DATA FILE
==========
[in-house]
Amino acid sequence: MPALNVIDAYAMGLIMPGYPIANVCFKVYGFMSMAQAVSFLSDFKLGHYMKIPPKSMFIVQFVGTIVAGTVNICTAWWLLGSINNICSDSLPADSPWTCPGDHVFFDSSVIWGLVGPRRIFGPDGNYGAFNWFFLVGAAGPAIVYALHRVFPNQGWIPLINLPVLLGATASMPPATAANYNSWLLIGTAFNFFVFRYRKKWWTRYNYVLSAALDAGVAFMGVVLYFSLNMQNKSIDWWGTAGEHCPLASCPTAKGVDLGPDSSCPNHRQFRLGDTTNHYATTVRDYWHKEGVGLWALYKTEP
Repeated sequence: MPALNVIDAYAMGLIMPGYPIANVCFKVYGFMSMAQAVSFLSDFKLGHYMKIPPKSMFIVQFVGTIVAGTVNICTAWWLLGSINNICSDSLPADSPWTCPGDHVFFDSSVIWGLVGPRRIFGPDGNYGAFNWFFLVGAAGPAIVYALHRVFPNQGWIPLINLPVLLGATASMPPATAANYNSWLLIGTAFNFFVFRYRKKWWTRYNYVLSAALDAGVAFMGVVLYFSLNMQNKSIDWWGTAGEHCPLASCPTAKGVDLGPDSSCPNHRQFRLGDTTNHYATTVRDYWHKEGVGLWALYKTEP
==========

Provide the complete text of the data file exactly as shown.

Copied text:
[in-house]
Amino acid sequence: MPALNVIDAYAMGLIMPGYPIANVCFKVYGFMSMAQAVSFLSDFKLGHYMKIPPKSMFIVQFVGTIVAGTVNICTAWWLLGSINNICSDSLPADSPWTCPGDHVFFDSSVIWGLVGPRRIFGPDGNYGAFNWFFLVGAAGPAIVYALHRVFPNQGWIPLINLPVLLGATASMPPATAANYNSWLLIGTAFNFFVFRYRKKWWTRYNYVLSAALDAGVAFMGVVLYFSLNMQNKSIDWWGTAGEHCPLASCPTAKGVDLGPDSSCPNHRQFRLGDTTNHYATTVRDYWHKEGVGLWALYKTEP
Repeated sequence: MPALNVIDAYAMGLIMPGYPIANVCFKVYGFMSMAQAVSFLSDFKLGHYMKIPPKSMFIVQFVGTIVAGTVNICTAWWLLGSINNICSDSLPADSPWTCPGDHVFFDSSVIWGLVGPRRIFGPDGNYGAFNWFFLVGAAGPAIVYALHRVFPNQGWIPLINLPVLLGATASMPPATAANYNSWLLIGTAFNFFVFRYRKKWWTRYNYVLSAALDAGVAFMGVVLYFSLNMQNKSIDWWGTAGEHCPLASCPTAKGVDLGPDSSCPNHRQFRLGDTTNHYATTVRDYWHKEGVGLWALYKTEP